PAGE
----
Evening: Enjoy a shared meal and ‘show and tell’ with the Mauri Oho weavers
Taxi van back to hotel
Woven, Stitched, Repurposed: Optional meetings and mini demonstrations with fibre/textile artists
Walking tour of design and craft shops
Thursday March 24th -Tuesday March 29th: Nelson, Marlborough Sounds
Accommodation: The Palms Motel
Two dinners and two lunches included
Morning departure by inter island ferry to Picton arriving noon and to Nelson by minibus
Your five days in Nelson includes the following events:
Changing Threads – Arts Council Of Nelson
Friday March 25th Opening Event, The Refinery Space
‘For thousands of years textiles have been part of the lives of people across the globe. The craft of designing or creating textiles involved the skills and creativity of weaving, knitting, felting or knotting fibres which could then be embellished by the maker. From the early uses for shelter, warmth, and household needs, textiles also had decorative purposes and have held an important place in many cultures around the world. Since the late 1960s Textile and Fibre artists have been developing new forms,stretching the use of traditional techniques. Their work in this area has become more conceptual and involves different materials which are both natural and synthetic.Contemporary Fibre and Textile artists explore a variety of possibilities, pushing pre-conceived ideas of the limits of this medium as they employ them for personal expression.
World events of the past year have allowed more time for reflection, experimentation and individual contemplation. Artists in the show have used this time to produce work of an exceptional standard which utilise fibres as their medium for expression.We are grateful to our entrants for their continued enthusiasm for the show, and to the sponsors who support our ongoing vision.’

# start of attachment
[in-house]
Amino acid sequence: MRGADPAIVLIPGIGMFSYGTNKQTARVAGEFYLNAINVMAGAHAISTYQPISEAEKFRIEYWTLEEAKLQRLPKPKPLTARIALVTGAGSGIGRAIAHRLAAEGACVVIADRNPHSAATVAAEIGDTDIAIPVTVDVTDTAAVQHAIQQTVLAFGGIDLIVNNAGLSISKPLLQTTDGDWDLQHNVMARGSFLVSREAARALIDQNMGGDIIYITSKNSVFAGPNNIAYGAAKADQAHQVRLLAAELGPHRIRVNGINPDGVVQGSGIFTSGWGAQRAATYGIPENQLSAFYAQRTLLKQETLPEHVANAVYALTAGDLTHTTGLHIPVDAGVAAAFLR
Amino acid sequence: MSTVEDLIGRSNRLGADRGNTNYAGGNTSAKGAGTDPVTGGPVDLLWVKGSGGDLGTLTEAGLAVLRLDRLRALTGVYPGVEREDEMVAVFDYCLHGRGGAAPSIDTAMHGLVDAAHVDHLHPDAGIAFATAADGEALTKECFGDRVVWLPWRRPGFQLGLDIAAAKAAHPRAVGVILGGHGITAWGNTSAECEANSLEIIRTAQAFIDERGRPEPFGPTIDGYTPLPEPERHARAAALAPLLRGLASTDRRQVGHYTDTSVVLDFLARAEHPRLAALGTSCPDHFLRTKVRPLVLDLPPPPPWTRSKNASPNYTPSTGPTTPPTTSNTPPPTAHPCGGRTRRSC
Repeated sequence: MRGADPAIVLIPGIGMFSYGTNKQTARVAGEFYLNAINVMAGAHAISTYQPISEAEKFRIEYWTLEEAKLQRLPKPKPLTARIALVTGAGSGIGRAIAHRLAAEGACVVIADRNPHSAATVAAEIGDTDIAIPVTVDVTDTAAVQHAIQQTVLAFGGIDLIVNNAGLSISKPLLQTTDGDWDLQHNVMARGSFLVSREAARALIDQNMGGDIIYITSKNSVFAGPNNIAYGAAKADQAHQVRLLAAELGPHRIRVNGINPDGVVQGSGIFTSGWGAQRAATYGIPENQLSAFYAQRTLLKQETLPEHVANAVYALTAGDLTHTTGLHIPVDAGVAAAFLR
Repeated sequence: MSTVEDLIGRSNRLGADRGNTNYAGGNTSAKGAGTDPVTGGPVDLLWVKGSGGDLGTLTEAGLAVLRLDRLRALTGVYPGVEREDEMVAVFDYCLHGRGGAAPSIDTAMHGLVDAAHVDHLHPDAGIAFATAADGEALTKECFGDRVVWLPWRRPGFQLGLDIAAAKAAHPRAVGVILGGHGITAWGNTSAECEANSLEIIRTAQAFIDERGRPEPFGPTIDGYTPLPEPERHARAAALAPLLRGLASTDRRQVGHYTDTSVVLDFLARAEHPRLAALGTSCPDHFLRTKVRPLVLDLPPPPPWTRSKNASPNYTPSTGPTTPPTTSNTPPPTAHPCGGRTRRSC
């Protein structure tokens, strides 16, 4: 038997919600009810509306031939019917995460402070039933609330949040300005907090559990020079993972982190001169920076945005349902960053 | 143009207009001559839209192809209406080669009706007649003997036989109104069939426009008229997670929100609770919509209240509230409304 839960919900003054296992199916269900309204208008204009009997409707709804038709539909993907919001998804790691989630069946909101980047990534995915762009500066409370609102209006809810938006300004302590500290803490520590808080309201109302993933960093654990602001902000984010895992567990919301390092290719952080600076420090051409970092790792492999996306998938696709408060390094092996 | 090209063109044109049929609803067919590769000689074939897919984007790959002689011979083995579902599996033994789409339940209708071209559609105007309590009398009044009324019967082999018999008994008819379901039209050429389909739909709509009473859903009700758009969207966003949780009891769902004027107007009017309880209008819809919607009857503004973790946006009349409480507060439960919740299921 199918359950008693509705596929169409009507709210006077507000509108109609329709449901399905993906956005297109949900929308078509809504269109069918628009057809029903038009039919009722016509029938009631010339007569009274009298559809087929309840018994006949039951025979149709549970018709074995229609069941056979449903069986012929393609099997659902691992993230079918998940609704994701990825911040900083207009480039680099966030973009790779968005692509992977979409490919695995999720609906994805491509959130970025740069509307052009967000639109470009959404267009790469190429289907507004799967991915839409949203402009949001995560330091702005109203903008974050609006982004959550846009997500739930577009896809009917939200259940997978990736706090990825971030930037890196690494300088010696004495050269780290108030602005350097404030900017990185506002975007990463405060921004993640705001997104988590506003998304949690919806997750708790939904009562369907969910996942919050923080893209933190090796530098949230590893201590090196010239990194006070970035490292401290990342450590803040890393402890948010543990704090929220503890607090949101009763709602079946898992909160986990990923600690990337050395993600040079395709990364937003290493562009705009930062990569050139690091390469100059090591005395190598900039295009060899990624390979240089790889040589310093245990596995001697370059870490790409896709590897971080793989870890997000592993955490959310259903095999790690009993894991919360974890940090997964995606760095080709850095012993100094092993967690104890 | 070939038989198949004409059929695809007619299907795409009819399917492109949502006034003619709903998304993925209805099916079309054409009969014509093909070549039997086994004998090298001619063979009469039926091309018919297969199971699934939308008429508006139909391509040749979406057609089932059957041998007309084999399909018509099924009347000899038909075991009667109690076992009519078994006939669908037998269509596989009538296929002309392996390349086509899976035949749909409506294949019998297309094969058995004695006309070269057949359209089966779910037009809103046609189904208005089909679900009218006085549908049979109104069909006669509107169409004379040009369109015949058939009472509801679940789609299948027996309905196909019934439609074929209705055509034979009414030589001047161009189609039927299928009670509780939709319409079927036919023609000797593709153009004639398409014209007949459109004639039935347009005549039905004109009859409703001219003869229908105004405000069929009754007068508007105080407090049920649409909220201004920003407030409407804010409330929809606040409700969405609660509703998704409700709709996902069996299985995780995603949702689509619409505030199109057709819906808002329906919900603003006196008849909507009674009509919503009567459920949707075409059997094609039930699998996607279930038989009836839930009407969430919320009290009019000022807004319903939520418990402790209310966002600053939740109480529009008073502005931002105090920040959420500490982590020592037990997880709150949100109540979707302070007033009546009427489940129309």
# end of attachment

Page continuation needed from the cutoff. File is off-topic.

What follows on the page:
Veronica (Ronnie) Martin. Creative Director’ Changing Threads
In the days leading up to and immediately following the opening Nelson will come alive with Textile artists, afficionados, accolytes and admirers who flock into town. The events are still evolving and you will be kept up to date on the final workshop program as they evolve. During this period we will set aside time to put the finishing touches to your visual diary of the journey. Ronnie will also do a floor talk of the exhibition and there will be further opportunities for workshops and dialogue with local and visiting artists.
Suter Art Gallery, Te Aratoi o Whakatu: Lunch at the Gallery café overlooking the river.
The Suter Art Gallery Te Aratoi o Whakatu, is a memorial to the second Bishop of Nelson, Andrew Burn Suter (1830-1895) and is the public art gallery for the Nelson region. The Suter holds a nationally significant collection of art and presents a varied programme of exhibitions, events and education services. The Suter complex also includes a theatre, cafe and shop.
Coastal Arts and Tasting Trail: Numerous art and pottery studios, vineyards, cafes, charming coastal towns and beautiful beaches line the route to Able Tasman National Park. You will follow local knowledge for an introduction to yet another of Aotearoa’s creative hubs, take time to fossick, soak your toes or more into the Tasman Sea and absorb the changing patterns of land, sea and sky. Nelson is also famed for culinary arts that go far beyond fish and chips and barbeques. You can indulge in Pacific Rim cuisine with seafood such as green lipped mussels, crayfish, Bluff oysters, fresh fish and whitebait (in season), award winning cheeses and of course New Zealand lamb.
Marlborough Wine Tour: Hailed as one of New Zealand’s sunniest and driest regions, Maori refer to the Wairau Valley as ‘Kei puta te Wairau’ – ‘The place with the hole in the cloud’. This combination of a cool, high sunshine climate, low rainfall and free-draining, moderately fertile soil produces unique wines. In the 1980s Marlborough put New Zealand on the international stage with its exquisite Sauvignon Blanc.
Tuesday March 29th: Departures